Bookbinding – a new skill

I have always loved journals/notebooks and writing/drawing in them, there is nothing nicer than a blank page that holds so much hope. The crispness of a blank page and the joy it gives you when it is finished. I love a journal/notebook.

After spending many years and lots on money buying them I thought how nice it would be to make my own for myself and for friends. There is a great place in Hackney called London Centre for Book Arts, they do day workshops in various aspects of bookbinding so I signed up /

Introduction to Bookbinding 1: Pamphlets, Stab Bindings & Concertinas

During the workshop we learnt how to fold and manipulate paper using specialist bookbinding tools – who knew how complicated it was to fold a piece paper, I had no idea.  Our first task was to make a concertina but first you get to choose the colours of paper and book cloth you want – a very important decision which involved changing my mind many times. I ended up with brown paper and a mustard colour book cloth.  We then moved onto pamphlets, where you fold sheets of paper into a pamphlet, add a cover and then sew the spine. This gives you the bases of bookbinding which helps with the next 2 workshops. The final part of the workshop was stab binding, similar to Japanese open spine where the sewing is exposed. This was much trickier and the detail in sewing was quite intense. The workshop is about 6 hours long and in the beginning you wonder what will fill that time but at the end of it you realize that you need every minute to finish the books. It was also nice to have no phone calls/emails – when do you ever get the chance to do something creative/crafty for a long period of time? It was such a joy to learn some new skills.

Bookbinding ‘tools of the trade’

Introduction to Bookbinding 2: Single Section Case Binding

I was really looking forward to this workshop as we end up with an actual journal – very exciting. We first chose our book cover and end papers, these are the papers that you see when you first open a book. So we folded our paper, stabbed the pages and then sewed them together. We stuck on the end papers, made head-bands, these are the 2 small tabs that stick out at the top and bottom of the book spine – we made our own – very cool, we also added in a book-mark to complete the look. Next thing was to put the book cover on and voila I made a book. We also got to foil block an image on the front.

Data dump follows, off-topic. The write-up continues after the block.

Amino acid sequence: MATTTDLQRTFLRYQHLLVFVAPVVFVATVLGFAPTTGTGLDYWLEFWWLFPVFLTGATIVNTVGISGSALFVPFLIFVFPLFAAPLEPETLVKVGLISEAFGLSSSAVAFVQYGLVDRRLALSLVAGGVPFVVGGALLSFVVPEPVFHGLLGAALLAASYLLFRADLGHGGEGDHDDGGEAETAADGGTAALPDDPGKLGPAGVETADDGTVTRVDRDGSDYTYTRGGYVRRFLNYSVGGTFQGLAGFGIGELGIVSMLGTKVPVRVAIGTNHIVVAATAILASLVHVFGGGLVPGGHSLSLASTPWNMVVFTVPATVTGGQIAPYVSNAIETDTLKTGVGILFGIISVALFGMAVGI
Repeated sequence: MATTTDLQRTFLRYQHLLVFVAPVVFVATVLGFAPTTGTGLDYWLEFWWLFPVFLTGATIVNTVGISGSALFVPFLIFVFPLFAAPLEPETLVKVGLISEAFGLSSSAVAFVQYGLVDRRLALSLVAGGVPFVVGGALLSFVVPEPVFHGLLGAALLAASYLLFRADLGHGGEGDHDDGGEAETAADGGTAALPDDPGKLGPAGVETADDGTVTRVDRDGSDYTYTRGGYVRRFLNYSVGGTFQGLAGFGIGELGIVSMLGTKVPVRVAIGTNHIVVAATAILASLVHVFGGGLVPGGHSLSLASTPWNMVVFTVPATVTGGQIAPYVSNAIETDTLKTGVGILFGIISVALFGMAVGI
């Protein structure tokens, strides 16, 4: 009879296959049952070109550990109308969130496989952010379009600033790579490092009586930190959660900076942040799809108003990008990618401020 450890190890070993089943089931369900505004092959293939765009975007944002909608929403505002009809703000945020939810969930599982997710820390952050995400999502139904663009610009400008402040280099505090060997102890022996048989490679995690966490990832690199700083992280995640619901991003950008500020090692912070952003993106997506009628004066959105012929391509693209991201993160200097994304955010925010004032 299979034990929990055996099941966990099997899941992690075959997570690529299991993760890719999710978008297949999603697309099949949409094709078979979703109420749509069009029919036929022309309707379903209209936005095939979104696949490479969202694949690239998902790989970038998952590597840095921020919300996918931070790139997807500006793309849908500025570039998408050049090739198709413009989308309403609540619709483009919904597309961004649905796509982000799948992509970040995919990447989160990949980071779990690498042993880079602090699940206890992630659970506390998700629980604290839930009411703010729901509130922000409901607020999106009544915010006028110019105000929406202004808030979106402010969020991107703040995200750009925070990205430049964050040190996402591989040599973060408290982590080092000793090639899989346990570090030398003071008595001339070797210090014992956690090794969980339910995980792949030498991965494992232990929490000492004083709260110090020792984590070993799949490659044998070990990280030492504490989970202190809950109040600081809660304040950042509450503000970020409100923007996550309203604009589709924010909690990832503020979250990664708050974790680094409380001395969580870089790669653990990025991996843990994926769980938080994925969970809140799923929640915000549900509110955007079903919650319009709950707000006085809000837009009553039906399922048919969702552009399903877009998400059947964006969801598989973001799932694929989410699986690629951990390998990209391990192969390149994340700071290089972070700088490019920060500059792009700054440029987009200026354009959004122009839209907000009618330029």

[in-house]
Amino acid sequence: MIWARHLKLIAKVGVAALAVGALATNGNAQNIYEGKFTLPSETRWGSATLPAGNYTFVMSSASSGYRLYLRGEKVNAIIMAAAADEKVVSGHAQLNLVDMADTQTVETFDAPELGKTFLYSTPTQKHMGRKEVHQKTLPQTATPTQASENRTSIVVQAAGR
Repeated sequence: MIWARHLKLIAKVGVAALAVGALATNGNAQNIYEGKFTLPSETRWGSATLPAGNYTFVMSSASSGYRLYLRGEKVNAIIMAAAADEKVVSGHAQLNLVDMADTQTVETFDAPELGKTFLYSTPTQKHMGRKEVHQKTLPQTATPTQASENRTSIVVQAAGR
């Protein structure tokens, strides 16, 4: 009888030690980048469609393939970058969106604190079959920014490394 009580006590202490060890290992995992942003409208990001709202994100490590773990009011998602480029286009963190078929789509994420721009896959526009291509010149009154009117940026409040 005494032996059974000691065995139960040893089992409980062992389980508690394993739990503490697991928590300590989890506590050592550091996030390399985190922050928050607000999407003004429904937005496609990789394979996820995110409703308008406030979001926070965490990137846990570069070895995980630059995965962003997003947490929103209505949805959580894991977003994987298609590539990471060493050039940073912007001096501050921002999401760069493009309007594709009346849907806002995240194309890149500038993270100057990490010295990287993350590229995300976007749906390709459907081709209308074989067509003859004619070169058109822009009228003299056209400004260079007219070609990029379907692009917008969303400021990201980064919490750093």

Completed journal with foil blocking

Introduction to Bookbinding 3: Round-back Case Binding

This workshop was a lot more complicated. We had to make sections and then sew them together with very intricate sewing, this was so that it held together as we were using a lot of paper to make a bigger book. We stuck on the end papers, made head-bands and added in a book-mark. We then had to round the spine. You do this by putting the spine over the end of a table and hammering along the glued spine so that it rounds. The end results were amazing once the cover was put on and I was ready to start making my own books/journals to give as gifts.


Following my bookbinding courses I took a short on how to foil block, thought this would make a great way to finish of my books and personalise them.

Since finishing my course I have been to the studio at LBCA for 2 full days and I have made 7 complete journals from scratch and have given them to friends who were so pleased with the end results. For some of them I bought Liberty print and they got to choose which one they wanted their journal made in. Below are some images of the completed books.

I am so happy to have learnt a new skill and something very creative that starts from choosing what paper you want inside your journal to the finish. I highly recommend LBCA, the courses are great, the tutors are brilliant and working in the studio with like-minded people is such a joy.

Smile every day


Author: dellasbeautifulinterestinglife

I love to smile

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